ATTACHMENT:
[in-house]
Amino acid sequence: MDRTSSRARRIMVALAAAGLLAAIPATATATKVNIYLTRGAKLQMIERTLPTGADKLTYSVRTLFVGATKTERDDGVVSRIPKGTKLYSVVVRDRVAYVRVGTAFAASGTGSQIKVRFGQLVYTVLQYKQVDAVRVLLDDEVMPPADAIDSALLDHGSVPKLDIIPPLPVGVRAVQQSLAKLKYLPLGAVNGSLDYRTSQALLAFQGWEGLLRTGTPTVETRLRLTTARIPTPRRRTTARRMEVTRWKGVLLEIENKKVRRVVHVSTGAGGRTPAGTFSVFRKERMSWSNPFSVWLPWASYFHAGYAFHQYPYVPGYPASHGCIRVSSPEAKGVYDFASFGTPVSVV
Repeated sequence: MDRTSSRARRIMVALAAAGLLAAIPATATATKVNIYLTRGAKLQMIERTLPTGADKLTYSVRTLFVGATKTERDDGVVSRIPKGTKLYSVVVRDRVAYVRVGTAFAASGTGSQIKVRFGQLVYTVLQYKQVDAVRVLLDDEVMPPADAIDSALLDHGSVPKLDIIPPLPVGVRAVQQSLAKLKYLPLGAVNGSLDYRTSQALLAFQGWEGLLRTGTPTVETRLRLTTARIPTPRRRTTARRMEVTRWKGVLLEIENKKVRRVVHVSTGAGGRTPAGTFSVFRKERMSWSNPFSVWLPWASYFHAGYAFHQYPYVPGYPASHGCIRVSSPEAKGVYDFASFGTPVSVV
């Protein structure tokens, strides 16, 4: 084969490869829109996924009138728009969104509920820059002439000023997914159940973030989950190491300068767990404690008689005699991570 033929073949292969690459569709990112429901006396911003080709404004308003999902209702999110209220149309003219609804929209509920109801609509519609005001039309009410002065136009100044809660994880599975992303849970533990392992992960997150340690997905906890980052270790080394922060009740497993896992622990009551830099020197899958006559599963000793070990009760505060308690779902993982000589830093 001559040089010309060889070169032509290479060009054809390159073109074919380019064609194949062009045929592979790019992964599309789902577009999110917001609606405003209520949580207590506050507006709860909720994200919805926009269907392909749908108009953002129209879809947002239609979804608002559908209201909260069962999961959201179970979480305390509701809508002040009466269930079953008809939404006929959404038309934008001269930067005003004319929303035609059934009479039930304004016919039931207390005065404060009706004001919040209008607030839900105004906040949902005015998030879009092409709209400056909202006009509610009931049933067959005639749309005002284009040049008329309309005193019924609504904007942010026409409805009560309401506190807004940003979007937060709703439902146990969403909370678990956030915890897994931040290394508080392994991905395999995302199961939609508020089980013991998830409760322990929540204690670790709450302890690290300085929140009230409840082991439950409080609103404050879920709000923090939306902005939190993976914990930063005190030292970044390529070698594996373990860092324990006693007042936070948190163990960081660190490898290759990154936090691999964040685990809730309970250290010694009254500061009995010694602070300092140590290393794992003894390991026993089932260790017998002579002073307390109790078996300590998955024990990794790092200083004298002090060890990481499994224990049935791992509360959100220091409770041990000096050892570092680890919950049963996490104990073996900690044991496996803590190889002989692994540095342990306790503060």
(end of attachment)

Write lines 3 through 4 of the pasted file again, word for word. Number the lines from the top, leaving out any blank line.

Repeated sequence: MDRTSSRARRIMVALAAAGLLAAIPATATATKVNIYLTRGAKLQMIERTLPTGADKLTYSVRTLFVGATKTERDDGVVSRIPKGTKLYSVVVRDRVAYVRVGTAFAASGTGSQIKVRFGQLVYTVLQYKQVDAVRVLLDDEVMPPADAIDSALLDHGSVPKLDIIPPLPVGVRAVQQSLAKLKYLPLGAVNGSLDYRTSQALLAFQGWEGLLRTGTPTVETRLRLTTARIPTPRRRTTARRMEVTRWKGVLLEIENKKVRRVVHVSTGAGGRTPAGTFSVFRKERMSWSNPFSVWLPWASYFHAGYAFHQYPYVPGYPASHGCIRVSSPEAKGVYDFASFGTPVSVV
């Protein structure tokens, strides 16, 4: 084969490869829109996924009138728009969104509920820059002439000023997914159940973030989950190491300068767990404690008689005699991570 033929073949292969690459569709990112429901006396911003080709404004308003999902209702999110209220149309003219609804929209509920109801609509519609005001039309009410002065136009100044809660994880599975992303849970533990392992992960997150340690997905906890980052270790080394922060009740497993896992622990009551830099020197899958006559599963000793070990009760505060308690779902993982000589830093 001559040089010309060889070169032509290479060009054809390159073109074919380019064609194949062009045929592979790019992964599309789902577009999110917001609606405003209520949580207590506050507006709860909720994200919805926009269907392909749908108009953002129209879809947002239609979804608002559908209201909260069962999961959201179970979480305390509701809508002040009466269930079953008809939404006929959404038309934008001269930067005003004319929303035609059934009479039930304004016919039931207390005065404060009706004001919040209008607030839900105004906040949902005015998030879009092409709209400056909202006009509610009931049933067959005639749309005002284009040049008329309309005193019924609504904007942010026409409805009560309401506190807004940003979007937060709703439902146990969403909370678990956030915890897994931040290394508080392994991905395999995302199961939609508020089980013991998830409760322990929540204690670790709450302890690290300085929140009230409840082991439950409080609103404050879920709000923090939306902005939190993976914990930063005190030292970044390529070698594996373990860092324990006693007042936070948190163990960081660190490898290759990154936090691999964040685990809730309970250290010694009254500061009995010694602070300092140590290393794992003894390991026993089932260790017998002579002073307390109790078996300590998955024990990794790092200083004298002090060890990481499994224990049935791992509360959100220091409770041990000096050892570092680890919950049963996490104990073996900690044991496996803590190889002989692994540095342990306790503060």